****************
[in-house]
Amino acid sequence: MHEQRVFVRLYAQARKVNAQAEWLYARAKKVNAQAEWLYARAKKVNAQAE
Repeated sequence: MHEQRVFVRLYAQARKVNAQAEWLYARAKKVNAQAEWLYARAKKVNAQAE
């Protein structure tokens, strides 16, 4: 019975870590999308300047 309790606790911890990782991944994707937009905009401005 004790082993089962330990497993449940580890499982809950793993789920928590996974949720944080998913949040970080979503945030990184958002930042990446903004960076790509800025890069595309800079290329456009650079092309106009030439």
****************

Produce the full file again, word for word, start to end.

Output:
[in-house]
Amino acid sequence: MHEQRVFVRLYAQARKVNAQAEWLYARAKKVNAQAEWLYARAKKVNAQAE
Repeated sequence: MHEQRVFVRLYAQARKVNAQAEWLYARAKKVNAQAEWLYARAKKVNAQAE
């Protein structure tokens, strides 16, 4: 019975870590999308300047 309790606790911890990782991944994707937009905009401005 004790082993089962330990497993449940580890499982809950793993789920928590996974949720944080998913949040970080979503945030990184958002930042990446903004960076790509800025890069595309800079290329456009650079092309106009030439």